Go and dance yourself clean.

Brooklyn’s largest general admission venue, Brooklyn Steel, opened Thursday with a sold-out, five-day residency from the borough’s own LCD Soundsystem.

Located inside an industrial East Williamsburg space that inspired its name, the 1,800-capacity venue from Bowery Presents features raised platforms, a horseshoe mezzanine, three bars and, yes, hundreds of tons of steel — either visible in the building’s construction or repurposed for detail.

John Moore and Jim Glancy, partners in the Bowery Presents, have enjoyed paying homage to the buildings they move into. When the Music Hall of Williamsburg opened in 2007, the pair had renovated that show space to highlight features of the former mayonnaise factory housed there — sans mayo, of course. This time, the transformation was a bit more literal.

“It’s a steel fabrication plant and we wanted to embrace that and use as much of the original aesthetic as we could,” said Moore.

Brooklyn Steel is much larger than Bowery Presents’ other venues in the borough. The Music Hall of Williamsburg has a capacity of about 650; Rough Trade can fit less than half that amount. Every inch will be valuable with LCD Soundsystem in town. After a 2016 reunion of sorts, James Murphy’s group has played sparsely, at high-profile music festivals.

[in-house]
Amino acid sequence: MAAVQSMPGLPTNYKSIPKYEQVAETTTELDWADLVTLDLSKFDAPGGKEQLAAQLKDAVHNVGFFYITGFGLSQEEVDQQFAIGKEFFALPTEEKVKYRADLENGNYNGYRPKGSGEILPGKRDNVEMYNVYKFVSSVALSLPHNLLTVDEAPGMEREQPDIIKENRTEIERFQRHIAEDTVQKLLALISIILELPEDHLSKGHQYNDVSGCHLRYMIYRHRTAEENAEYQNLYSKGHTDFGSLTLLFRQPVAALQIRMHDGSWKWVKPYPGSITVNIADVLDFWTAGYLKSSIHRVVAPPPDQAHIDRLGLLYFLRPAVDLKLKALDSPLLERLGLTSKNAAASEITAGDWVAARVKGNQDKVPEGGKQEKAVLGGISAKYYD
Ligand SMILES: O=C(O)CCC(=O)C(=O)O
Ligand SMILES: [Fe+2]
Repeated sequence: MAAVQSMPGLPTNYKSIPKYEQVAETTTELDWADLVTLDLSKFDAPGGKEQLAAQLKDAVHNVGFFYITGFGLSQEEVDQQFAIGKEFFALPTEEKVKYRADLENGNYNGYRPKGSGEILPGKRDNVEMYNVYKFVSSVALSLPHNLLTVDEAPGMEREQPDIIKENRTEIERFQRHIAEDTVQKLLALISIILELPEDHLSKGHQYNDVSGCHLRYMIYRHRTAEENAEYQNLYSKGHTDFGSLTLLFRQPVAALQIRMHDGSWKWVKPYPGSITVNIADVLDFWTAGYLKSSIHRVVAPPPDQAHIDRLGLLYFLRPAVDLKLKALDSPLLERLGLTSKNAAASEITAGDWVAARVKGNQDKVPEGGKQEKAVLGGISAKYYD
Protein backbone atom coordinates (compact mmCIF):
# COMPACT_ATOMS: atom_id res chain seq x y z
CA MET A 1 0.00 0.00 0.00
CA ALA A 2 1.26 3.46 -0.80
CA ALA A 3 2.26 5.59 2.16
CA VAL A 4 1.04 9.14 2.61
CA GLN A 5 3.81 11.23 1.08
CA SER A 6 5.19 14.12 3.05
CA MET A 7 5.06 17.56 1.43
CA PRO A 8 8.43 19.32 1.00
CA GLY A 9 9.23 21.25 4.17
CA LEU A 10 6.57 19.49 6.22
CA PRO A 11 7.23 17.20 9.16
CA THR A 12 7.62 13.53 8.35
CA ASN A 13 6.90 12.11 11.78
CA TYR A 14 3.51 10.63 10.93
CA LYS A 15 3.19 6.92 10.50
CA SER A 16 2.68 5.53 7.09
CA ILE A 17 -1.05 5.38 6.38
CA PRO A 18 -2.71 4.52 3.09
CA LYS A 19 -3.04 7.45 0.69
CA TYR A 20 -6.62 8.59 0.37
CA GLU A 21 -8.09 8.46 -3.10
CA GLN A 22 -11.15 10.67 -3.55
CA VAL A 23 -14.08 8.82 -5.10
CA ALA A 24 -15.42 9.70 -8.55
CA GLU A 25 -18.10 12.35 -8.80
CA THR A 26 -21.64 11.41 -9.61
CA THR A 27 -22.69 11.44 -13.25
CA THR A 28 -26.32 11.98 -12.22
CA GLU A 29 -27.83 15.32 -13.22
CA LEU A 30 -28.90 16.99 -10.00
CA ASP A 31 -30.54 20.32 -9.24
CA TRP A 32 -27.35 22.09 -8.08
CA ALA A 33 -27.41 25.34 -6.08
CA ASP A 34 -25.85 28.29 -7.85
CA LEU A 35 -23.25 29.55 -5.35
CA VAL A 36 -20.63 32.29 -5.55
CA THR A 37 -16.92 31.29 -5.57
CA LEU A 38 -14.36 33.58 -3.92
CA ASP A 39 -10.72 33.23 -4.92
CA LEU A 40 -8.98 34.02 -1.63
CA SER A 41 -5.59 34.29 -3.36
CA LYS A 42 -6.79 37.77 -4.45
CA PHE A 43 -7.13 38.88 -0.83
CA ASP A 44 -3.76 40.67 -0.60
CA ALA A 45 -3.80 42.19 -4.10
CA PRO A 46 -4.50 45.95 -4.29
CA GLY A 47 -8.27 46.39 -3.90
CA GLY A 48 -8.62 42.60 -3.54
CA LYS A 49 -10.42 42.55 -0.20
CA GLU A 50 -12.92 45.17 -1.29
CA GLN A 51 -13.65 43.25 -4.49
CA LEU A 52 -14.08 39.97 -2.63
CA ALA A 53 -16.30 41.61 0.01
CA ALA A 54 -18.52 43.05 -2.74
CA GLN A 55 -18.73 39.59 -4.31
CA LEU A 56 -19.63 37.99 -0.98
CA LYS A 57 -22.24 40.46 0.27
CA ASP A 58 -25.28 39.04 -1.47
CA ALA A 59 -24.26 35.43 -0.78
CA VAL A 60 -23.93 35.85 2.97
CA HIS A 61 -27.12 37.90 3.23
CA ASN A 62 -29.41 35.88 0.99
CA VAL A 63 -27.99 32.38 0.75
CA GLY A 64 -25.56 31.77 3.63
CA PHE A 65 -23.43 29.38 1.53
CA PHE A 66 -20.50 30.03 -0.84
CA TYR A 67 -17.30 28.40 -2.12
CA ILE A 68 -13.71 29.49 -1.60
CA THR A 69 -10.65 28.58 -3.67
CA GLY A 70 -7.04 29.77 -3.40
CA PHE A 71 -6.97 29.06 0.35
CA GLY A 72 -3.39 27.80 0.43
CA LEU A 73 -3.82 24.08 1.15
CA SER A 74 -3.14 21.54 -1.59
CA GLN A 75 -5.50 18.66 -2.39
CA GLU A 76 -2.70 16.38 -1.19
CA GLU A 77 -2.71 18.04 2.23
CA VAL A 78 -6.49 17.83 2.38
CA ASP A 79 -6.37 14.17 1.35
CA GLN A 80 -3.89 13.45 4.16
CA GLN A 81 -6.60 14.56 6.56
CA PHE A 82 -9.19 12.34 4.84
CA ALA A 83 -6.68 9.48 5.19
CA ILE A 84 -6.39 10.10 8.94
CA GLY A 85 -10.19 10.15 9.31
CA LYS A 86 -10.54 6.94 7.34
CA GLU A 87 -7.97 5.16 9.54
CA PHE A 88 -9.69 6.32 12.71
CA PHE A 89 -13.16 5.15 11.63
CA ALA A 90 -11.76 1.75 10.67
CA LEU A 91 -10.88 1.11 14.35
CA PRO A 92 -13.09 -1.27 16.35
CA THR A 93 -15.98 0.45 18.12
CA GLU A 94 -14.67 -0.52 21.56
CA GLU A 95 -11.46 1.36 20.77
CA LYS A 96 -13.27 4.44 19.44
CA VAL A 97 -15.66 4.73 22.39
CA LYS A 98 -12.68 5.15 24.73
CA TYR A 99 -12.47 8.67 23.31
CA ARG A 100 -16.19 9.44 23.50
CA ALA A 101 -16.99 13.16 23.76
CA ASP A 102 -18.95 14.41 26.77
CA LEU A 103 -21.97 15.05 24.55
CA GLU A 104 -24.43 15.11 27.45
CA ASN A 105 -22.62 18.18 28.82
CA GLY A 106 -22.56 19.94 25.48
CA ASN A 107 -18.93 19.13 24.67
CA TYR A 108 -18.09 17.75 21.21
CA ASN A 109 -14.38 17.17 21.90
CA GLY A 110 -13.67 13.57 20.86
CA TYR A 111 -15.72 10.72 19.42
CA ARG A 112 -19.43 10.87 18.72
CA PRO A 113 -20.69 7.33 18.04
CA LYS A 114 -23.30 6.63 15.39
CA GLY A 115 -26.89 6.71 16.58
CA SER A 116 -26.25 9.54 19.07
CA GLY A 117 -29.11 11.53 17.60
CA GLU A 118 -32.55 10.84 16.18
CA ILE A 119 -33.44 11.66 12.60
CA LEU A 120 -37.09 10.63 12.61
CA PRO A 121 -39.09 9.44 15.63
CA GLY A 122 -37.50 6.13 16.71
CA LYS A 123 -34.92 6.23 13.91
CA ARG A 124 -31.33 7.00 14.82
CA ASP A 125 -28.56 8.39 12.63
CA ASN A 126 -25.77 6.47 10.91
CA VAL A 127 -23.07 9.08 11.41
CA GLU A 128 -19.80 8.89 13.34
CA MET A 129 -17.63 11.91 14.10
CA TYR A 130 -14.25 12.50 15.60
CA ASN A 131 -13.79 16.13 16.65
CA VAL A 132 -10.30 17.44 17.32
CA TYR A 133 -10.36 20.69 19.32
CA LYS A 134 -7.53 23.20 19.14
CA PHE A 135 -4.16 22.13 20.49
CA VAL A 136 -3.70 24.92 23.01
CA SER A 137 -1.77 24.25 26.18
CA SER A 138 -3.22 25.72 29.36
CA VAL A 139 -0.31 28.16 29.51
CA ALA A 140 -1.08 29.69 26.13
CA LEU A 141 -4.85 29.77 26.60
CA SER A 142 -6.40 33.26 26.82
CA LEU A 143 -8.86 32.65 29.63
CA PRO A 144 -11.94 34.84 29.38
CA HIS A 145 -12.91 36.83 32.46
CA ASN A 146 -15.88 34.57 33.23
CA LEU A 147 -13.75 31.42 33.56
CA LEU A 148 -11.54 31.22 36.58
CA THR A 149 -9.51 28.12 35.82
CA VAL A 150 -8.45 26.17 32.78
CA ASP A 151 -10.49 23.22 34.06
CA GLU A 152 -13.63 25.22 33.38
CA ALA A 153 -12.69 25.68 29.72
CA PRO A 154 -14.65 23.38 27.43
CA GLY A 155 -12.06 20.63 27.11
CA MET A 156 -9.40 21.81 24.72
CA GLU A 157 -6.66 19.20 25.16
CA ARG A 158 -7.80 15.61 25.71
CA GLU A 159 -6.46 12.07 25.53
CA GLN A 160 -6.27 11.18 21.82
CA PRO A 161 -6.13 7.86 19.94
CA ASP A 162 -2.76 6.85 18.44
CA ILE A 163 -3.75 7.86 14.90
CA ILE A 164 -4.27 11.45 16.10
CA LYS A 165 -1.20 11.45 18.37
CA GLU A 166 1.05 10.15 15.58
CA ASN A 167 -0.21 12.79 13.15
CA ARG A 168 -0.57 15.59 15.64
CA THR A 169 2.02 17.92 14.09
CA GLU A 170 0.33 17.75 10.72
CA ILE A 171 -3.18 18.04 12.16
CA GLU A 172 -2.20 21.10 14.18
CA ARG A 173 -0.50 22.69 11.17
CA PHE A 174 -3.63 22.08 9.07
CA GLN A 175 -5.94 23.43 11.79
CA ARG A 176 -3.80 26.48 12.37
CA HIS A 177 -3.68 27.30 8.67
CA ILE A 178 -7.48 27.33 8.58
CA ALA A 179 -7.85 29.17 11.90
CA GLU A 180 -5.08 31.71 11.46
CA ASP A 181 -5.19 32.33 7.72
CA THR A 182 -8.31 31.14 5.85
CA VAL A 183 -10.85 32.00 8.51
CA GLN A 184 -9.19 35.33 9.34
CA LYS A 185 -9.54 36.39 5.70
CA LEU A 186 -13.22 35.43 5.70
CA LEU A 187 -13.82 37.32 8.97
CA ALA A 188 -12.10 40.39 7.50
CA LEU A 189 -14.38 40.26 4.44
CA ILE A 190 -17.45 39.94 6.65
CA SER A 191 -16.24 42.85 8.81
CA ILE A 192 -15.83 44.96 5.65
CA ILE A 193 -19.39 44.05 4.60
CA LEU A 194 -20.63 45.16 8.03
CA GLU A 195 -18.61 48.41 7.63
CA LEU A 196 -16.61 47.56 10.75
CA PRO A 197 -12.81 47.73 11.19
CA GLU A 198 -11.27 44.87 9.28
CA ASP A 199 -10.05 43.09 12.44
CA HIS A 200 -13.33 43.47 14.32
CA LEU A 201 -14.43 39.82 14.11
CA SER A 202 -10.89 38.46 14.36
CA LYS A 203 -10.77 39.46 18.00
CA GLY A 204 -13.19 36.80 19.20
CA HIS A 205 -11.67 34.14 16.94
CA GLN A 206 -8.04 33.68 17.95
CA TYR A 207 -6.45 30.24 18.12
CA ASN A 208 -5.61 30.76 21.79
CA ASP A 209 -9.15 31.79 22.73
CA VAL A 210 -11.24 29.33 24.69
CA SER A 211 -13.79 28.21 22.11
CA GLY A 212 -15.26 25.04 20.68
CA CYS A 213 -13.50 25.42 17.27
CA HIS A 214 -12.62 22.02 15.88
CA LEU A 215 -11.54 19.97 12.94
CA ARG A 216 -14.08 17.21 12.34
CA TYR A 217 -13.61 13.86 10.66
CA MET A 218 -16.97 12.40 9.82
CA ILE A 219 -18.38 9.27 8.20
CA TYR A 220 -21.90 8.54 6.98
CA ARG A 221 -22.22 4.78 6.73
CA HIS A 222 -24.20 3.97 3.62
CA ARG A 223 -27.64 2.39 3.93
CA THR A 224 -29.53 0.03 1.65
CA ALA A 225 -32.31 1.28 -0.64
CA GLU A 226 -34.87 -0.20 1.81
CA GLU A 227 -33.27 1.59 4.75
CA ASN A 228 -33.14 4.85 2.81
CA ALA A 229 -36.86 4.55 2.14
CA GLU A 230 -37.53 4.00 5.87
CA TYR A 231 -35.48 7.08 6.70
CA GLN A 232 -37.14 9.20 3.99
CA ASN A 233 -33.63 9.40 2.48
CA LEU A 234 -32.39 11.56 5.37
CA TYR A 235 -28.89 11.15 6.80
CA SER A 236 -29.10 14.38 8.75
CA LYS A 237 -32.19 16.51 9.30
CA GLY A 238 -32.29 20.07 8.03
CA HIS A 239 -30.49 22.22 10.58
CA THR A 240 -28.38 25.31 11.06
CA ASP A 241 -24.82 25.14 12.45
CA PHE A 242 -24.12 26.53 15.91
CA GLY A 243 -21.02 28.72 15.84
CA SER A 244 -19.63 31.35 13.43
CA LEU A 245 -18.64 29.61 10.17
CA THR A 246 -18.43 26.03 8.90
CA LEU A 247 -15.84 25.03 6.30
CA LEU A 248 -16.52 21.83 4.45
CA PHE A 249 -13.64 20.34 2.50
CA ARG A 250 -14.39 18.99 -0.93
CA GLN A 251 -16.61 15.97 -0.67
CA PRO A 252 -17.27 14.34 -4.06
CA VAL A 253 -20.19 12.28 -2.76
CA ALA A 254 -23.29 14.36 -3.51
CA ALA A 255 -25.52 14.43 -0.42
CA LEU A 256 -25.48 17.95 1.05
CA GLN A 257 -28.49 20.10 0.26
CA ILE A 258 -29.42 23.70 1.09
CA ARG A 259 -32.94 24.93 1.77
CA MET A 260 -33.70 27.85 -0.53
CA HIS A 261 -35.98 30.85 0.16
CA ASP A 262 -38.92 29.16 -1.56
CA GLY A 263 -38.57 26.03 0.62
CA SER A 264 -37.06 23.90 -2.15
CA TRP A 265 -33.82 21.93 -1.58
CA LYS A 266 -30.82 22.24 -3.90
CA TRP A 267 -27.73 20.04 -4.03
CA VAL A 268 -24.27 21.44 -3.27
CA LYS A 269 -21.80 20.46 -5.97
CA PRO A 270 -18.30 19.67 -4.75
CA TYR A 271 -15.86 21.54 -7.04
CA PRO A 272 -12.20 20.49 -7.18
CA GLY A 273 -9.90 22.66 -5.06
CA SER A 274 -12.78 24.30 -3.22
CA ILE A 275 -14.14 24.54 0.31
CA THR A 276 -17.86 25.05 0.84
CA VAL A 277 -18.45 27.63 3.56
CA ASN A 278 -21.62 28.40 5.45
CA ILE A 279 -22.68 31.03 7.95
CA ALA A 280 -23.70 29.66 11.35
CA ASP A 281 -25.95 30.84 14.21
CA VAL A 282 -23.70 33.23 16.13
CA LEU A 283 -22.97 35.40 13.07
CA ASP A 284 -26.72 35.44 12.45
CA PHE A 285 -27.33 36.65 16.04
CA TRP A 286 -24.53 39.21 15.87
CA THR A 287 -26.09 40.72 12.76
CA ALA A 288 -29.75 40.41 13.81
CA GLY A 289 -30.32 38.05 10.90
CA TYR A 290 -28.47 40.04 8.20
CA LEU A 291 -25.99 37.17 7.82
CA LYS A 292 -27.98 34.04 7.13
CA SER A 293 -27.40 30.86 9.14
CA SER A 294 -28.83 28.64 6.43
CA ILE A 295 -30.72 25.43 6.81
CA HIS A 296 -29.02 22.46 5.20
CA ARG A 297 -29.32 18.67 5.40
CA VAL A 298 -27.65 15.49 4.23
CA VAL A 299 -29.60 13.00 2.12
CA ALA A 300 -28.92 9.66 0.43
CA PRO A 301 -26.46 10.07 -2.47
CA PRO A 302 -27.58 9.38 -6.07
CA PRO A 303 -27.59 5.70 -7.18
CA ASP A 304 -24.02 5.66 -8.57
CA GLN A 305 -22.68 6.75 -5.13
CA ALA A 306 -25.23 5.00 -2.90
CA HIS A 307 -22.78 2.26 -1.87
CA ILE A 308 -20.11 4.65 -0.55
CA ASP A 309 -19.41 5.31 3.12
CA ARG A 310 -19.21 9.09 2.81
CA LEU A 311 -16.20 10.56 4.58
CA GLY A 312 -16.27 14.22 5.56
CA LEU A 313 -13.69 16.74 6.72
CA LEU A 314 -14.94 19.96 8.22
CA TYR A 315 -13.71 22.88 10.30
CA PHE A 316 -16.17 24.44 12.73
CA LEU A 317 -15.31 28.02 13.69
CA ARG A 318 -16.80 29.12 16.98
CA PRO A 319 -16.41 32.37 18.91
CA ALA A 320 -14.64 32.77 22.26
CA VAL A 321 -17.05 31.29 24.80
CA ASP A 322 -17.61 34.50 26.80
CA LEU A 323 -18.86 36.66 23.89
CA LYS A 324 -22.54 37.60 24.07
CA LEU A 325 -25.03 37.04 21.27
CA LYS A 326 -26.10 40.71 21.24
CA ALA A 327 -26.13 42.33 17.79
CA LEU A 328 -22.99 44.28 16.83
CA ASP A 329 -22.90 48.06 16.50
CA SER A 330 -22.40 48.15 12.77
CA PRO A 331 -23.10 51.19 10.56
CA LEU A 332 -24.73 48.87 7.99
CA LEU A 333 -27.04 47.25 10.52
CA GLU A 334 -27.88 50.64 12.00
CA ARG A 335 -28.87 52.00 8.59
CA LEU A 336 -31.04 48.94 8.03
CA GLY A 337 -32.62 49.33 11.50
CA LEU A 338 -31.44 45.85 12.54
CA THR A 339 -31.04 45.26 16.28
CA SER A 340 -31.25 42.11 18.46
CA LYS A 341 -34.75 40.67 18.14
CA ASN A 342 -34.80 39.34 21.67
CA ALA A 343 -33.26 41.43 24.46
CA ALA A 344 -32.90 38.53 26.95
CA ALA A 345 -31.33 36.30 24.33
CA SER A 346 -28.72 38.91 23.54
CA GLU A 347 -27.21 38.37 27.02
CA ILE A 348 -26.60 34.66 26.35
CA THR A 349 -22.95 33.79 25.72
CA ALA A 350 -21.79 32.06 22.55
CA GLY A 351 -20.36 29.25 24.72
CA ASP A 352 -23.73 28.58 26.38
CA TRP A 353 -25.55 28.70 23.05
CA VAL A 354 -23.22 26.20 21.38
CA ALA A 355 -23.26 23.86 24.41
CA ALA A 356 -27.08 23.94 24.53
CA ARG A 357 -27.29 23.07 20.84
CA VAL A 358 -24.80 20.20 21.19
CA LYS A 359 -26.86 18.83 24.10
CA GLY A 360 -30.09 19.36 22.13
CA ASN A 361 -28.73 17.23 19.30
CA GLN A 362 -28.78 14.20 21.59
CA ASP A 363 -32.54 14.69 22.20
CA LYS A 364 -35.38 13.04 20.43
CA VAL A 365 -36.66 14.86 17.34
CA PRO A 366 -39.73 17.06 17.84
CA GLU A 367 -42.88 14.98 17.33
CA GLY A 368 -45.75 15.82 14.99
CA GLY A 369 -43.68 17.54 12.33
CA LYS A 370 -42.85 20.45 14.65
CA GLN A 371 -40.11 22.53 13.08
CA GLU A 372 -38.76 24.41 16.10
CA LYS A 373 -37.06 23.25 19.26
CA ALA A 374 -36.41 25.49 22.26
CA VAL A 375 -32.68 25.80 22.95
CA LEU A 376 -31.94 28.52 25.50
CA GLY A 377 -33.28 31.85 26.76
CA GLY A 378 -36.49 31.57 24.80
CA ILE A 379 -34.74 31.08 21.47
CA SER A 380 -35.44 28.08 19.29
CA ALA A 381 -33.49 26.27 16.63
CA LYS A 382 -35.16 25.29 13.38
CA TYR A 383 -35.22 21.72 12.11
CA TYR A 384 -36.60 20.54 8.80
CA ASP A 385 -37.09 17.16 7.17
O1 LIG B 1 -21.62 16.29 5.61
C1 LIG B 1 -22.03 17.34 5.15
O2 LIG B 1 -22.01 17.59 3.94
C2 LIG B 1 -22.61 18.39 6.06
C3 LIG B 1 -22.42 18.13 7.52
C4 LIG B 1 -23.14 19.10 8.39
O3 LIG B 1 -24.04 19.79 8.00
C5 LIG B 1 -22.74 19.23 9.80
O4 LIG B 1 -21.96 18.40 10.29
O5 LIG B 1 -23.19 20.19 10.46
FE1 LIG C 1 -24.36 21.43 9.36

They’ll be followed by top-notch talent this spring. Pixies, The Jesus and Mary Chain and Animal Collective all have dates at the venue through May.

“We had been looking all over Brooklyn,” said Glancy, who began the hunt for the venue with Moore nearly four years ago. “We felt there was a void in the marketplace and felt a need for a larger general admission room.”

They have stressed the importance of acoustics and line of sight at their venues and Brooklyn Steel is no different, they said. But unlike their other spaces, Brooklyn Steel will feature a moveable stage that could shrink capacity to 1,200 for smaller acts. Sound system speakers will hang from a functioning gantry crane. The crane complements the industrial setting, but it also can lower the speakers to help create a cozier setting.

Moore and Glancy view the flexibility of the venue as a way attract popular acts while also serving as a stepping stone for mid-level performers in New York. “We see it as an important step in artists’ development,” said Glancy.

At 319 Frost St., the venue is smack in the middle of a still fairly quiet, industrial area of Brooklyn. It’s a ten-minute walk from the L train’s Graham Avenue station and nearly a 20-minute walk from the next closest subway, the Nassau Avenue stop on the G line. Despite the impending L train shutdown, experts see the venue, and the surrounding area, as thriving in the future.

“People live up there, but it’s still a no man’s land. There isn’t a lot of businesses. It should attract some more,” said Nathaniel Whelton, licensed real estate agent for Citi Habitats. “There are people who are going to flee the neighborhood [during the L train shutdown] but there will still be some who will dig in and reap the benefits. That will probably be the people who want to hear LCD Soundsystem.”

Grant Long, a senior economist at StreetEasy, doesn’t see Brooklyn Steel as having a huge impact on residential real estate, but he believes the venue can help keep the businesses in the area afloat while encouraging new shops to move in.

“Opening a music venue like that will keep those bars and restaurants open. It will be a boon for them,” Long said. “Having this as a neighborhood anchor will help the surrounding area and encourage other developers to create more venues — whether that’s restaurants or bars or other less traditional venues.”